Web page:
About Joe Brockmeier

Joe Brockmeier works for Red Hat as the Editorial Director, Red Hat Blogs. Passionate fan of Linux and open source, Vim, music, art, cats, and polar bears. Not necessarily in that order.

Red Hat Summit Community Track Day Two

Summit logo Wednesday was another fine day at Red Hat Summit 2016 in San Francisco at the Moscone Center. After a really fun keynote that included deploying a mobile game that something like 800 attendees played live, it was time for breakout sessions.

What follows is a nearly stream-of-consciousness grab of the highlights of the sessions from day two.

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Community Track at Red Hat Summit Call for Proposals

This year at Red Hat Summit, we will have a track to highlight some of the excellent work being done in upstream communities that Red Hat participates in and sponsors. If you’re working on, or using, one of our key projects we’d love to hear about it!

The Open Source and Standards (OSAS) team would like to feature interesting case studies that show how our communities are using projects like CentOS, Ceph, Fedora, Foreman, Gluster, oVirt, Project Atomic, RDO, and others. We’re also interested in presentations that show off work happening in the upstreams, to demonstrate the innovation that happens first upstream.

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Introducing the OSAS Community Dashboard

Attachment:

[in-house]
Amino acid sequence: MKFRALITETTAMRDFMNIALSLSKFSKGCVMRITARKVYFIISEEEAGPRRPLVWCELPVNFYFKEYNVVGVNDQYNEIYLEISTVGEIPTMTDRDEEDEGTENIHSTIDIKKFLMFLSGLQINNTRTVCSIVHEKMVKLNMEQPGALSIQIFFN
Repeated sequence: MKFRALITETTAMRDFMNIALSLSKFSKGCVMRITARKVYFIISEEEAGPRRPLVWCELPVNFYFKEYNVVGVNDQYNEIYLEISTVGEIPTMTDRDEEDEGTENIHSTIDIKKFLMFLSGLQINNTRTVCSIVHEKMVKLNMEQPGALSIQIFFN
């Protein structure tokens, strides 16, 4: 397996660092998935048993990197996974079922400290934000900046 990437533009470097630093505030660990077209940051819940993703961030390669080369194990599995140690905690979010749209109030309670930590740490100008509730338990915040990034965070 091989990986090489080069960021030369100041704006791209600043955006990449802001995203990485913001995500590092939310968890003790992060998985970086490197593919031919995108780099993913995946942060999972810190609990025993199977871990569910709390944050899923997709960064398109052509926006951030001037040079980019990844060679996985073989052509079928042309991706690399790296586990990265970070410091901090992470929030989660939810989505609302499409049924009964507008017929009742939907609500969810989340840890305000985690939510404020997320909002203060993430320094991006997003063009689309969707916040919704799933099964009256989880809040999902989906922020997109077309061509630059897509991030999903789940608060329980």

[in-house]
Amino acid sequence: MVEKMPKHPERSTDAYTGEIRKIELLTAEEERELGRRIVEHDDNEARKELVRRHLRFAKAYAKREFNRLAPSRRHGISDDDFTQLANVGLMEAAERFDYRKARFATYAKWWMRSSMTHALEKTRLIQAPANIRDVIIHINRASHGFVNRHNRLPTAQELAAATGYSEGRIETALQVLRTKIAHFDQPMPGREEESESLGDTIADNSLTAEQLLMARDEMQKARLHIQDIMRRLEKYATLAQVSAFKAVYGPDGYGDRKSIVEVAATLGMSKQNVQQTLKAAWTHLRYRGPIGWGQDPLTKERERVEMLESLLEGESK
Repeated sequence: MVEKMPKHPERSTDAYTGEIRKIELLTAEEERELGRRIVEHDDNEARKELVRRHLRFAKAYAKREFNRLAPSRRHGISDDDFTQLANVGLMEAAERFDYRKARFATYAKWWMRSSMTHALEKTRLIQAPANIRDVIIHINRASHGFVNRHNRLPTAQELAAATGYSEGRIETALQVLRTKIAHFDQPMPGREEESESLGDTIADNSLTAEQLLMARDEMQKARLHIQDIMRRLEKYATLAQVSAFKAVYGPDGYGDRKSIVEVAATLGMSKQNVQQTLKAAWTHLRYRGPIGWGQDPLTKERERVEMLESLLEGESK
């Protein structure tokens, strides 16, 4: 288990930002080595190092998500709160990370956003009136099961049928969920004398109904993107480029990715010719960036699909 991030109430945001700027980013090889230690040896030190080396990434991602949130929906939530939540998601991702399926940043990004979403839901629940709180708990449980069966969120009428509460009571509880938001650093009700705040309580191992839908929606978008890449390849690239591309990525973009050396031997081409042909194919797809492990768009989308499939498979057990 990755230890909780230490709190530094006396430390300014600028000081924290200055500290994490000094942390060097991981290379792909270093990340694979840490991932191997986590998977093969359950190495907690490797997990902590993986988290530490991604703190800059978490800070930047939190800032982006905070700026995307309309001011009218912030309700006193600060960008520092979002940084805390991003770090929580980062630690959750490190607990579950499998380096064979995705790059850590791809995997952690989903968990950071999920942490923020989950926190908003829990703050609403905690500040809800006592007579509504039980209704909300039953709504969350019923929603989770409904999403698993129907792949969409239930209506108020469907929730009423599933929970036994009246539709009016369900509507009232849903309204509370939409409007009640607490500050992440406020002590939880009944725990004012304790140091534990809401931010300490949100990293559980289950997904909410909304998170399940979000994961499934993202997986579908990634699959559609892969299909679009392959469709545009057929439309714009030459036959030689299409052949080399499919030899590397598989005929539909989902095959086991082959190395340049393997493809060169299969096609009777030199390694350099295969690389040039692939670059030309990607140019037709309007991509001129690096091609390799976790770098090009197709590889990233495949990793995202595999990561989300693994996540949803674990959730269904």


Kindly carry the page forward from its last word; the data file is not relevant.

Red Hat’s Open Source and Standards (OSAS) group, working with Bitergia, is capturing interesting data from some of the upstream projects with which Red Hat is deeply involved. On this page, you’ll find various vital signs from projects like oVirt, RDO, ManageIQ, and Gluster.

It’s useful for folks who are familiar with an open source project to be able to see, at a glance, the general trends for things like mailing list activity, IRC discussions, or how many bugs/issues are being opened and closed.

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How to Run a FOSDEM Devroom

FOSDEM is one of the world’s biggest gatherings of free and open source developers, and it takes a lot of work to put the entire thing together. Almost magically, the event is staffed and managed by volunteers and put on free of cost to the attendees. If you were one of the thousands of folks attending FOSDEM this past weekend in Brussels, you might have found yourself sitting in a devroom thinking, "Hey, I’d like to put one of these together next year!" If so, read on.

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Infrastructure.Next Returning to Ghent and SCALE

Once again, we’re pleased to be running Infrastructure.Next events in Ghent and alongside the Southern California Linux Expo. Tickets for Ghent and SCALE are available now on Eventbrite, don’t miss out!

This is our second year running Infrastructure.Next. We had a great turnout last year, and are building on the previous events with feedback from last year’s event. This year we’ll have more case studies and deep dives, less introductory content.

Naturally, we’re also going to spend some time talking about Linux containers, so you’ll be able to get your Docker on and hear about how containers fit into the picture today – and where they’ll be tomorrow. We’ll be featuring talks on:

  • Docker
  • Project Atomic
  • OpenStack
  • Ansible

And, of course, we’ll be discussing how you can use these tools together and get the most out of open source in your environment.